- The Washington Times - Friday, July 20, 2001

You're suffering from midlife crisis. You've just got to buy that Porsche, but you don't want a long-term commitment. How do you get the car of your dreams for a short time? Or your dot-com just went bust, leaving you broke and stuck with lease payments on your Porsche. What do you do to dump the expense?
It's an ideal match for a relatively new Web site at www.swapalease.com. The site, operated by the Joseph Automotive Group, which owns 18 dealerships in the Cincinnati area, puts together people who want out of their vehicle leases with those who want short-term, affordable leases.
"We see all kinds of circumstances people who lost their jobs, couples getting married, families with twins on the way, the guy whose employer gave him a company car or the person who just has to have the new Chevrolet Tahoe but is driving the old body style," said Swapalease Chief Executive Officer Ron Joseph.
Swapalease comes at a particularly good time, as attractive leases have been difficult to find. Automobile manufacturers and financial institutions, some of which have abandoned automotive financing altogether, have backed away from offering low monthly lease payments. Art Spinella, director of research for CNW Marketing Research a Bandon, Ore., firm that tracks leasing trends estimates financial institutions lost $11 billion last year by wrongly forecasting residual values, the value of the vehicle after the lease expires. As a result, financial institutions have gone conservative in estimating residual values, resulting in a substantial increase in monthly lease payments. "It's worse than sticker shock ever was," Mr. Spinella said.
Swapalease is simple and inexpensive to use. The person who wants out of a lease fills out a five-step questionnaire to establish a Swapalease account. The person provides a vehicle description, mileage, months and mileage left on the lease monthly payment, and a photo. After the one-time fee of $49.95 is paid by credit card to list the vehicle, the person can log on daily to check activity of the listing.
The driver shopping for a short-term lease can browse the Web site by make, model, time left on the lease, monthly payment and geographic location. A $19.95 fee gives him or her information to contact the lease holder and includes submission of a credit application. The financial institution holding the lease must approve a person before assuming the lease. If the seller or buyer prefers not to communicate directly, the service will act as the go-between.
When a deal is struck, the two parties work with the financial institution that holds the lease to complete the paperwork, or the service will handle all of the paperwork. The seller then pays Swapalease a $95 success fee. Other fees, including a transfer fee, are negotiated between the buyer and seller. Some highly motivated sellers who list on Swapalease offer incentives, such as payment of all fees and a month or two of lease payments. Those listings are highlighted with a dollar sign.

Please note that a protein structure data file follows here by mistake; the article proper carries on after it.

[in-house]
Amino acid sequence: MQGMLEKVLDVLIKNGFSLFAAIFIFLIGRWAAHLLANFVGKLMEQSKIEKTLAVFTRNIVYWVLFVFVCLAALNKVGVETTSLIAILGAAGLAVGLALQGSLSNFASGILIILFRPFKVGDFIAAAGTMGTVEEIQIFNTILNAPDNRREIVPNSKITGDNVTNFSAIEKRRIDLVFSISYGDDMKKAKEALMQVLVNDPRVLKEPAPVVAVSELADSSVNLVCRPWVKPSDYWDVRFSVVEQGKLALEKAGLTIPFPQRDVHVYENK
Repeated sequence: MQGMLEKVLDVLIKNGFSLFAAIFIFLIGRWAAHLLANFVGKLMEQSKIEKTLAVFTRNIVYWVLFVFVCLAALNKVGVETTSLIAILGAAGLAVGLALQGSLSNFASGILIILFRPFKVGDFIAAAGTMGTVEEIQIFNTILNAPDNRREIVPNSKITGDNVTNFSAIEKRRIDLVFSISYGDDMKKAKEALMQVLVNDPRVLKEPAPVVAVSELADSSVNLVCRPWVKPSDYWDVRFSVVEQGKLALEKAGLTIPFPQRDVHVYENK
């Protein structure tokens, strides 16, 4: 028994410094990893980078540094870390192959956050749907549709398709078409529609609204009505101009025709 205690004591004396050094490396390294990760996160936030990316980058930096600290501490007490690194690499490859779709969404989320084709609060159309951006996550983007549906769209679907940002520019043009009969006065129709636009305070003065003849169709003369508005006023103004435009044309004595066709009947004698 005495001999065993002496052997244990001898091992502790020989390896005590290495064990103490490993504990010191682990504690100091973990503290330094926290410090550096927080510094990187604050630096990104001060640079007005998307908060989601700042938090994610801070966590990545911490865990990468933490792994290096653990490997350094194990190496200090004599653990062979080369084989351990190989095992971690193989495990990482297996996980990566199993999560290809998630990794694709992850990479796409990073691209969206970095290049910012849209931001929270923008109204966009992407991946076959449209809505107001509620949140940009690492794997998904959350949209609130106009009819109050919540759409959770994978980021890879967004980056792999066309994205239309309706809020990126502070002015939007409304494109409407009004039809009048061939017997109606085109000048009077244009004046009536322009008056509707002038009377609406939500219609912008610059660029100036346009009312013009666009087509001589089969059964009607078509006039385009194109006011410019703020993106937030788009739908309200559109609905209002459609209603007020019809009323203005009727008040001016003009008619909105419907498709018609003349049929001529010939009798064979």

Swapalease is working with financial institutions to walk them through the process of terminating a lease and turning over the remainder of the lease to another party, a perfectly legal practice but a seldom-used one. Meanwhile, Swapalease is expanding its relationships with more financial institutions. "Our ultimate goal is for the customer never to speak with the bank," said Robert Dorger, director of marketing for Swapalease.
The service started in Cincinnati last fall. It has listed 1,200 vehicles during that time and shows about 750 vehicles at any given time. So far, the service has closed 200 deals. Now, Swapalease is expanding throughout Ohio, Kentucky and Indiana and is planned to spread nationwide soon. The service will focus heavily on New York, California, Florida, Texas and Ohio the states that make up half of all leases nationwide.
The speed of business expansion depends on whether the service takes on an investor: The dealership group has funded the venture so far. Mr. Joseph plans slow, steady growth, not a rapid rise and fall. The business, which is expected to turn a profit by year's end, has enormous potential, with 200,000 lease assumptions annually predicted in five years, according to Mr. Joseph.
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